Urinary Tract Infections Linked to Bacteria in Meat
More than half a million urinary tract infections in the U.S. each year may be caused by E. coli found in a variety of meat products, a new study suggests.
If you’re prone to urinary tract infections even when you do everything you can to prevent them from happening — like taking showers instead of baths, staying hydrated, and urinating after sex — it might be time to change up what you eat.
That’s because a new study suggests that more than half a million urinary tract infections (UTIs) in the United States each year might be caused by strains of E. coli bacteria found in meat.
“It's a pretty surprising finding, given that this kind of E. coli is not actively monitored in the food supply or among food-production animals by the USDA, FDA, or CDC in the United States,” says senior study author Lance Price, PhD, co-director of the Antibiotic Resistance Action Center and professor of environmental and occupational health at George Washington University in Washington, DC.
DNA Reveals Meat Consumption May Cause Urinary Tract Infections
For the study, published in the journal One Health, scientists examined the DNA of almost 1,200 samples of E. coli taken from the urine and blood of infected individuals, as well as the DNA of more than 1,900 samples of E. coli from raw meat including chicken, turkey, and pork.
When they evaluated all of these samples in the lab, researchers found that about 8 percent of urinary tract infections may be caused by E. coli from meat, translating into as many as 640,000 UTIs each year.
One limitation of the study is that all of the samples came from a single U.S. city, and it’s possible that these results might not reflect what would happen nationwide.
How Could Eating Meat Lead to a UTI?
The results are still compelling because E. coli is the leading bacterial cause of urinary tract infections in the United States, says William Schaffner, MD, a professor of infectious diseases at Vanderbilt University Medical Center in Nashville, Tennessee, who wasn’t involved in the study.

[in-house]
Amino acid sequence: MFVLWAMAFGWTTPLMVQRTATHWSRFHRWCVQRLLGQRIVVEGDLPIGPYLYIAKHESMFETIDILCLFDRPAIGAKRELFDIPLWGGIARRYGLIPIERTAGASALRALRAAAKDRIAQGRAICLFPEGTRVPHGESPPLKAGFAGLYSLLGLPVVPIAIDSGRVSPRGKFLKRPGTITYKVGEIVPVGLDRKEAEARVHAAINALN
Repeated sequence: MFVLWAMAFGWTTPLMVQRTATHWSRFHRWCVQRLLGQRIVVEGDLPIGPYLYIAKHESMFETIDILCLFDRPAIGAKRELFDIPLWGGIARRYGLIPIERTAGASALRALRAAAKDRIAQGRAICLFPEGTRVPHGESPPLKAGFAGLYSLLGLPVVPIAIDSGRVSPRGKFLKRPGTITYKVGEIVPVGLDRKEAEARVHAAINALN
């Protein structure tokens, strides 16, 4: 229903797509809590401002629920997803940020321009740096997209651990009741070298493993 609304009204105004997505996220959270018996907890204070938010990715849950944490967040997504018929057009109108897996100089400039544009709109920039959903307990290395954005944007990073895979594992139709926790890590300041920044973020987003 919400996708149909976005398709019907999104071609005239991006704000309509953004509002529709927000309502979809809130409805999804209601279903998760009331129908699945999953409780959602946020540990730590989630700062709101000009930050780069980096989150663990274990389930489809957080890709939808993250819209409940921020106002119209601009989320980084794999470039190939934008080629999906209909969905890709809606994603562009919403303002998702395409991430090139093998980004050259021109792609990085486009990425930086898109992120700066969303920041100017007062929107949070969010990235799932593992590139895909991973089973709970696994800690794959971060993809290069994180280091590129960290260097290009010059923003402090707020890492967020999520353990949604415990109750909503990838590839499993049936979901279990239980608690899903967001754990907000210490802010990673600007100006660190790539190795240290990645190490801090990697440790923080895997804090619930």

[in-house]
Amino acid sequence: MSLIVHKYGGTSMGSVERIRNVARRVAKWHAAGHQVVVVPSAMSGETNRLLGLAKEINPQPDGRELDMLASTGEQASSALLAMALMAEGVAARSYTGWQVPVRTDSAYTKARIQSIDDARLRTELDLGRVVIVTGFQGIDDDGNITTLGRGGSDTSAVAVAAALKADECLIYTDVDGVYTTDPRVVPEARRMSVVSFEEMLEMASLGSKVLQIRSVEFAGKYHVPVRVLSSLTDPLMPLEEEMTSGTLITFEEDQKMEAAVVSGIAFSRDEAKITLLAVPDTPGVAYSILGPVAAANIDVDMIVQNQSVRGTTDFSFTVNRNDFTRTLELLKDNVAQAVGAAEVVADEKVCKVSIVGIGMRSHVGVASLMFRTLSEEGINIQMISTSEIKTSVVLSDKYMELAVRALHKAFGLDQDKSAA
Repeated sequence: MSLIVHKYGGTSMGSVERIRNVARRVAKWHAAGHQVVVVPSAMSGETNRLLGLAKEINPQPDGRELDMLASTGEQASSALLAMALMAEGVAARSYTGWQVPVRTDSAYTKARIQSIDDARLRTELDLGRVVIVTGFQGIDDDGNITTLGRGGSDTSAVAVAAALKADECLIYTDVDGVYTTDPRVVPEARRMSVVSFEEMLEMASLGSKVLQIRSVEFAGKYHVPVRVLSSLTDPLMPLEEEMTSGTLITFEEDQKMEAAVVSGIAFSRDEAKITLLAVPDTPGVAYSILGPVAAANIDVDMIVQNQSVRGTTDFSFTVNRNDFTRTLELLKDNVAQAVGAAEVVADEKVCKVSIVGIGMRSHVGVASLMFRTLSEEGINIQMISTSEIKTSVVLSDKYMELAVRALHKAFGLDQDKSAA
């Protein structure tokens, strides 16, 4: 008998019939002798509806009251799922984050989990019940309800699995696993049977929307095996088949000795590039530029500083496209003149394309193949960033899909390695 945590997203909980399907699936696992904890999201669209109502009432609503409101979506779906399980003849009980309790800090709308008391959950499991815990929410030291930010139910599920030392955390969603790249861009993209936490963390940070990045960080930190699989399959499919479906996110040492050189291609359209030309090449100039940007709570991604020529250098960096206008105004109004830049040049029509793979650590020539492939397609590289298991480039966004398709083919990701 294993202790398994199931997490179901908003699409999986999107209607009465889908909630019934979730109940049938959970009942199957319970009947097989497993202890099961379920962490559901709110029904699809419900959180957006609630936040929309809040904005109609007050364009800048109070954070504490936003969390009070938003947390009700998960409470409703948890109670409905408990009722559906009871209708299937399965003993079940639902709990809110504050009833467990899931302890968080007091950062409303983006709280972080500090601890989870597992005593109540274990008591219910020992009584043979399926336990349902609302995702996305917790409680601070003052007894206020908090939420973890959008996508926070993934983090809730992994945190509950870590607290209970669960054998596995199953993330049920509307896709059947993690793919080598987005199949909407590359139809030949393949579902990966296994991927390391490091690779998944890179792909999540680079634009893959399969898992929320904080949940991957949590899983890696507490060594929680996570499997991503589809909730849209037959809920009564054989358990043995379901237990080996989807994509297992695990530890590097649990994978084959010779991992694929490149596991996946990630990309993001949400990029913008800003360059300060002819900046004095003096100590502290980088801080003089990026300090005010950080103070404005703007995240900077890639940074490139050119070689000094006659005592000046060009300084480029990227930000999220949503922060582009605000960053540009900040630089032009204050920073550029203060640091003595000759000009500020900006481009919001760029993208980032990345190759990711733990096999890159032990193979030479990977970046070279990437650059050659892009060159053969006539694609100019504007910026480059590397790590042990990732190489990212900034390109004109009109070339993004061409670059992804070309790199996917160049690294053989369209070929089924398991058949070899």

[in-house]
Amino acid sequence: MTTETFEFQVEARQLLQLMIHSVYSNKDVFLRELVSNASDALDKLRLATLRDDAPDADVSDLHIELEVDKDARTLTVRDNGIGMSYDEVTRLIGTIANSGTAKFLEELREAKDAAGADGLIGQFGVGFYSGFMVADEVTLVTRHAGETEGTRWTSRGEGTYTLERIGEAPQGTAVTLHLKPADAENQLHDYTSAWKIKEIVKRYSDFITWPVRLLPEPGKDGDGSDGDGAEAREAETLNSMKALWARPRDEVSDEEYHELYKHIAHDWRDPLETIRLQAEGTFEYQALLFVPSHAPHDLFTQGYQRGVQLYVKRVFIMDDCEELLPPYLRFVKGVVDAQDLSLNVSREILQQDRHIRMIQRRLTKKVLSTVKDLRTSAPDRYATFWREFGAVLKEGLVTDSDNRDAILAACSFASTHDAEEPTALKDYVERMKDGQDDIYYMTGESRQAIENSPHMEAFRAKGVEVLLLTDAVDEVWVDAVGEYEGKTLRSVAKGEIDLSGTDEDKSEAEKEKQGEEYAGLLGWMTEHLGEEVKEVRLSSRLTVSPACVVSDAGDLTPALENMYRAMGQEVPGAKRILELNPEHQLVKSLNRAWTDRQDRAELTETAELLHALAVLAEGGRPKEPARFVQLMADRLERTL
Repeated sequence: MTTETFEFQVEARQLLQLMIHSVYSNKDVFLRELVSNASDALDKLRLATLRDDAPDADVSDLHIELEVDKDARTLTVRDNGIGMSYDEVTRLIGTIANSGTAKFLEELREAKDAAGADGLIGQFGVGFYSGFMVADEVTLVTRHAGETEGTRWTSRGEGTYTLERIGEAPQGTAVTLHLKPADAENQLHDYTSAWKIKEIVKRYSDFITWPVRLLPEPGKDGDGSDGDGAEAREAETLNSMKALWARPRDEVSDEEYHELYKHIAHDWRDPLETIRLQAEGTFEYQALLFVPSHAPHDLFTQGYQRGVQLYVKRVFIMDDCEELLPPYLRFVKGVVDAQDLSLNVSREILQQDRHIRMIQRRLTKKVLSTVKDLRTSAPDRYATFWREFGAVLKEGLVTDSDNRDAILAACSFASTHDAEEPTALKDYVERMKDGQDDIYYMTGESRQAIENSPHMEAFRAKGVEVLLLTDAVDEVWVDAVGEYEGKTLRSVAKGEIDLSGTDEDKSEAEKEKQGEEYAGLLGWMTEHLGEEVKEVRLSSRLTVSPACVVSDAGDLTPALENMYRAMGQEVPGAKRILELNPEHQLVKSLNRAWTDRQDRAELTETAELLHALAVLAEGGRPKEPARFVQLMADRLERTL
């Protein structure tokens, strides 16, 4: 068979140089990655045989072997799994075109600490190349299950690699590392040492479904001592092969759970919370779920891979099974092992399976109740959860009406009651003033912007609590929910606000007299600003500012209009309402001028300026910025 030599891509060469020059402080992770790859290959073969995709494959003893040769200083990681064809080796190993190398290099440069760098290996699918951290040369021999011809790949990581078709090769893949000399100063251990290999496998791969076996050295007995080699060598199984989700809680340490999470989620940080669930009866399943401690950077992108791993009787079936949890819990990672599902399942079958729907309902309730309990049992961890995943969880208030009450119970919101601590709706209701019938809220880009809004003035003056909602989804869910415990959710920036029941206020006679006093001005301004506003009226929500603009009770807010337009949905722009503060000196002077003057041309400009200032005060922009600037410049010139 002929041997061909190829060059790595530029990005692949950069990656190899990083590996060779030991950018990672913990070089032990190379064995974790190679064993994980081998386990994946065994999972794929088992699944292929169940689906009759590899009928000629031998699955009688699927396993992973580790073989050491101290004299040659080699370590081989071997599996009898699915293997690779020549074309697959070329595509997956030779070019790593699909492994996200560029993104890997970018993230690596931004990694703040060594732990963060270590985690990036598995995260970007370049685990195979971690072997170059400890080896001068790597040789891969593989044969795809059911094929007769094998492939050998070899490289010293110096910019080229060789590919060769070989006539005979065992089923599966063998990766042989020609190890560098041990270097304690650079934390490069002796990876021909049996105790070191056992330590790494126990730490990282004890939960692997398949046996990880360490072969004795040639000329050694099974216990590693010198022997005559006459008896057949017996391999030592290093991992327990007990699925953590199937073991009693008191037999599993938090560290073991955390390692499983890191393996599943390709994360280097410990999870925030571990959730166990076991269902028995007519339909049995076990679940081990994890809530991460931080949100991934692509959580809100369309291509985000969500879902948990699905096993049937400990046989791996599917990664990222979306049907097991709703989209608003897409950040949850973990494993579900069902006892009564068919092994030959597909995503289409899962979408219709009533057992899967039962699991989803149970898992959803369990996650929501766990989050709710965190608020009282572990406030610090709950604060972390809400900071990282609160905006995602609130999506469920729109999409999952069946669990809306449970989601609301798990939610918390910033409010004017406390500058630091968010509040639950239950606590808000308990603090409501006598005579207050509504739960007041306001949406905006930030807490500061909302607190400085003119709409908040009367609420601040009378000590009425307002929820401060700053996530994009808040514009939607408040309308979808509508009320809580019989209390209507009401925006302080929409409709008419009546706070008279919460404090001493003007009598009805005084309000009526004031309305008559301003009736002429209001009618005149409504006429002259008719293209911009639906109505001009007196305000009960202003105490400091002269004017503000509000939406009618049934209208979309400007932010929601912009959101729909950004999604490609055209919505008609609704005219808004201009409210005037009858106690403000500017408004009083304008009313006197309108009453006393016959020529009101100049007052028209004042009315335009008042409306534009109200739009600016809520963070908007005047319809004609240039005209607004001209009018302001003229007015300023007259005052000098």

“It was a surprise that such a large number of urinary tract infections — over a half-million — are estimated to be caused by the E. coli bacteria which we acquire from the food we eat,” Dr. Schaffner says.
There are hundreds of different strains of E. coli, and most are harmless, according to the Centers for Disease Control and Prevention (CDC). In fact, E. coli is present in the intestinal tracts of both humans and animals. But some strains can cause infections, including strains that come from animals.
These infections happen when bacteria — which could come from unclean hands or from the rectum — enter the urethra and travel to the urinary tract, according to the CDC. UTIs are more common in women, and are also more likely to occur in people with a history of previous UTIs, sexually active individuals, older adults, young children, and people who have poor hygiene (like kids going through potty training).
Common UTI symptoms include pain or burning sensations during urination, frequent urination, bloody urine, and pressure or cramping in the groin or abdomen.
Bladder infections are the most common type of UTI, but they can also lead to kidney infections that can be more serious and involve symptoms such as fever, chills, lower back pain, nausea, and vomiting.
How to Prevent UTIs
There are several ways to prevent urinary tract infections, according to the CDC:
- Urinate after sexual activity.
- Stay well hydrated.
- Take showers instead of baths.
- Limit douches, sprays or powders in the genital area.
- Wipe front to back after using the bathroom.
The new study results suggest that safe meat handling might go on this list, Dr. Price says. “All the same safe handling principles apply for this kind of E. coli as are recommended to prevent other foodborne infections,” Price says. This includes:
- Keep other foods away from areas where you handle raw meat.
- Use separate cutting boards, knives, and bowls just for raw meat.
- Cook meat thoroughly.
Doing these things will help minimize transmission of any E. coli in raw meats to other foods you eat, Price says. Cooking meats kills this bacteria, so stir frying foods together or mixing foods on your plate after you prepare meats isn’t an issue, Price notes.
Beyond this, it also helps to buy meat products that are labeled “raised without antibiotics” or “USDA organic” because if these foods do contain E. coli, it’s less likely to be a strain that is resistant to treatment with antibiotics, Price notes.
Another common hygiene tip for minimizing your exposure to E. coli from meats: “Always wash your hands and cutting surfaces thoroughly when preparing food,” Schaffner says. “Also wash your vegetables and salads thoroughly.”